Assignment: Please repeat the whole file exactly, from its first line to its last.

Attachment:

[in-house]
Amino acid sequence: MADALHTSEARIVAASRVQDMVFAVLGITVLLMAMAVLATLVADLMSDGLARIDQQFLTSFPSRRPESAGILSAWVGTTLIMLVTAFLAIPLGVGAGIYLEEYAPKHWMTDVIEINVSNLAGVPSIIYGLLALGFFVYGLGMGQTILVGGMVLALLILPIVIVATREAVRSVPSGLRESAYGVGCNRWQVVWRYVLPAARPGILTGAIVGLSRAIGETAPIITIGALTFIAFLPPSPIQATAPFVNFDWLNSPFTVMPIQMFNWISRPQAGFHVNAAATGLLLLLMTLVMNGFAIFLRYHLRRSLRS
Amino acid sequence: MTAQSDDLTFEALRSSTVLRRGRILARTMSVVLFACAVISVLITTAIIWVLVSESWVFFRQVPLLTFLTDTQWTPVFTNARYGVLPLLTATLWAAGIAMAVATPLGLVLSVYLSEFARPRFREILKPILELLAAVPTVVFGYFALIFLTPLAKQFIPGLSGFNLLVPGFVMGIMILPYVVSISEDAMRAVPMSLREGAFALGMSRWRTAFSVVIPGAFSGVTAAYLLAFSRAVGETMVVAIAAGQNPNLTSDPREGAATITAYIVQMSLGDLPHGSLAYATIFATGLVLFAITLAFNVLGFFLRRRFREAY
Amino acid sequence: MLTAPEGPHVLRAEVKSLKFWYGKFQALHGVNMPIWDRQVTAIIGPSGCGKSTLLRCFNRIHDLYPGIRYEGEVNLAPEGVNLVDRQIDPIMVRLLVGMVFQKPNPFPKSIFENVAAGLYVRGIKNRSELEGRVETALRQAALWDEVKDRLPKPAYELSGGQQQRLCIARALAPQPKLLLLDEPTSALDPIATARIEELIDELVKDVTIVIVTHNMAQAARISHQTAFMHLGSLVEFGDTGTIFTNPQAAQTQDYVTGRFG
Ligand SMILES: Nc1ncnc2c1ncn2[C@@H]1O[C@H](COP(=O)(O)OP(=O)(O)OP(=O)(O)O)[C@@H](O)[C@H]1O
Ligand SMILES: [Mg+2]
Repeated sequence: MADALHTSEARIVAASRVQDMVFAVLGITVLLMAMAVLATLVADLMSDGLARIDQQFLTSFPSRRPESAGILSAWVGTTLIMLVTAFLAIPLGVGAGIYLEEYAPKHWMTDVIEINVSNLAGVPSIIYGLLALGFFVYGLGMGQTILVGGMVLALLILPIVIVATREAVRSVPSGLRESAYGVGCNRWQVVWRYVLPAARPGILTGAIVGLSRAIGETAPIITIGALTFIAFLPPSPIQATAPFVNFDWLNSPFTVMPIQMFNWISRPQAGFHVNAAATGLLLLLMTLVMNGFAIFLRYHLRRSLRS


[in-house]
Amino acid sequence: MADALHTSEARIVAASRVQDMVFAVLGITVLLMAMAVLATLVADLMSDGLARIDQQFLTSFPSRRPESAGILSAWVGTTLIMLVTAFLAIPLGVGAGIYLEEYAPKHWMTDVIEINVSNLAGVPSIIYGLLALGFFVYGLGMGQTILVGGMVLALLILPIVIVATREAVRSVPSGLRESAYGVGCNRWQVVWRYVLPAARPGILTGAIVGLSRAIGETAPIITIGALTFIAFLPPSPIQATAPFVNFDWLNSPFTVMPIQMFNWISRPQAGFHVNAAATGLLLLLMTLVMNGFAIFLRYHLRRSLRS
Amino acid sequence: MTAQSDDLTFEALRSSTVLRRGRILARTMSVVLFACAVISVLITTAIIWVLVSESWVFFRQVPLLTFLTDTQWTPVFTNARYGVLPLLTATLWAAGIAMAVATPLGLVLSVYLSEFARPRFREILKPILELLAAVPTVVFGYFALIFLTPLAKQFIPGLSGFNLLVPGFVMGIMILPYVVSISEDAMRAVPMSLREGAFALGMSRWRTAFSVVIPGAFSGVTAAYLLAFSRAVGETMVVAIAAGQNPNLTSDPREGAATITAYIVQMSLGDLPHGSLAYATIFATGLVLFAITLAFNVLGFFLRRRFREAY
Amino acid sequence: MLTAPEGPHVLRAEVKSLKFWYGKFQALHGVNMPIWDRQVTAIIGPSGCGKSTLLRCFNRIHDLYPGIRYEGEVNLAPEGVNLVDRQIDPIMVRLLVGMVFQKPNPFPKSIFENVAAGLYVRGIKNRSELEGRVETALRQAALWDEVKDRLPKPAYELSGGQQQRLCIARALAPQPKLLLLDEPTSALDPIATARIEELIDELVKDVTIVIVTHNMAQAARISHQTAFMHLGSLVEFGDTGTIFTNPQAAQTQDYVTGRFG
Ligand SMILES: Nc1ncnc2c1ncn2[C@@H]1O[C@H](COP(=O)(O)OP(=O)(O)OP(=O)(O)O)[C@@H](O)[C@H]1O
Ligand SMILES: [Mg+2]
Repeated sequence: MADALHTSEARIVAASRVQDMVFAVLGITVLLMAMAVLATLVADLMSDGLARIDQQFLTSFPSRRPESAGILSAWVGTTLIMLVTAFLAIPLGVGAGIYLEEYAPKHWMTDVIEINVSNLAGVPSIIYGLLALGFFVYGLGMGQTILVGGMVLALLILPIVIVATREAVRSVPSGLRESAYGVGCNRWQVVWRYVLPAARPGILTGAIVGLSRAIGETAPIITIGALTFIAFLPPSPIQATAPFVNFDWLNSPFTVMPIQMFNWISRPQAGFHVNAAATGLLLLLMTLVMNGFAIFLRYHLRRSLRS